- The life
- Friendship and sociability
- Aesthetic experience
- Practical reasonableness
The parallels between this list of “basic goods” and the list of “primary goods” of the Good Lives Model are truly remarkable. Both “life” and “knowledge” are explicitly included; ‘spirituality’ and ‘religion’ are functionally synonymous, as are the pairs ‘excellence in play’ and ‘play’, ‘relationships/community’ and ‘friendship and sociability’, and ‘excellence in free will’ and ‘practical reasonability’. “. And ‘creativity’ and ‘aesthetic experience’ are, at the very least, analogously related.
what really However, what is surprising about this correlation between GLM and NNLT property counts is the fact that no one else seems to have noticed. A cursory search of the academic literature does not seem to reveal a direct relationship between GLM and NNLT, despite the fact that these two disciplines (offender rehabilitation and moral philosophy) are both based on the same ethical vocabulary. These two distinct academic fields may simply have encountered the same basic set of ideas.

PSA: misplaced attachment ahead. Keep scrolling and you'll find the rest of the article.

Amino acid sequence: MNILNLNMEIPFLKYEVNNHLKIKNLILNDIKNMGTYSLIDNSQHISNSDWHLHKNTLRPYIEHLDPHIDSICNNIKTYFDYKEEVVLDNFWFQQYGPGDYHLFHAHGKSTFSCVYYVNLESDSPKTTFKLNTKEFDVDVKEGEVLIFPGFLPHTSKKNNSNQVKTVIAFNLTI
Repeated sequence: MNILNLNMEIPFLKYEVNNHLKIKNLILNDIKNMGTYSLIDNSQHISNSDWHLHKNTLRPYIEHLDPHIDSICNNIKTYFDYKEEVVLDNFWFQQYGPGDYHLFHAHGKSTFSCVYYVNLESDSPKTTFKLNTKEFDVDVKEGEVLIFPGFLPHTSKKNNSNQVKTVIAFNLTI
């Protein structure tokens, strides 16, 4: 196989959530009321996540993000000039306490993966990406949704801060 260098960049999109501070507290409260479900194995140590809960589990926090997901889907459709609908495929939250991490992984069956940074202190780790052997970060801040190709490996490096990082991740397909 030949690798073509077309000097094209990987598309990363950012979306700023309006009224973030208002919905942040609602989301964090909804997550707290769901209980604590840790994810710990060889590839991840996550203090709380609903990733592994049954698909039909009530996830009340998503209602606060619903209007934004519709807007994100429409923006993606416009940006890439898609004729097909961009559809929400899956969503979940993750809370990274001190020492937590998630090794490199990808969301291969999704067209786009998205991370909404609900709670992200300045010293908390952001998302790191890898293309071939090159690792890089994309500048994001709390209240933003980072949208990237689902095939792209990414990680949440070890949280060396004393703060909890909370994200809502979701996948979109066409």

What can be said about the fact that the list of GLM goods is more complete? That is, there are three main goods on the GLM list that have no obvious correlates on Finnis’ list: work (in the sense of mastery achievement), inner peace and the pleasure. Why could this be?
As far as “work” is concerned, in my experience, it is mostly Protestants who argue for a view of work as a source of joy, and not just a necessary evil (a direction with which I personally resonate deeply, and which has led most Protestants throughout time to have a rather gloomy view of monastic life). I am therefore not particularly surprised that Finnis, as a Catholic, does not place much emphasis on this element; there is an immeasurable difference in the theological perspective at work.
The latter two are more difficult to explain – as a friend of mine pointed out to me several years ago, it doesn’t make much sense to exclude pleasure from the list of basic goods unless charging analytical dice. Human being clearly act (or at least appear to act) “for” pleasure as an end in itself, and humans seek an experience of inner peace for the same reason (one might even risk that “inner peace” is a subtype of first). ).
In short, without going into too much detail, I feel quite comfortable saying that the GLM list of primary goods is analytically more useful than the NNLT list of basic goods. The GLM list, that is, foregrounds a more comprehensive conception of human flourishing.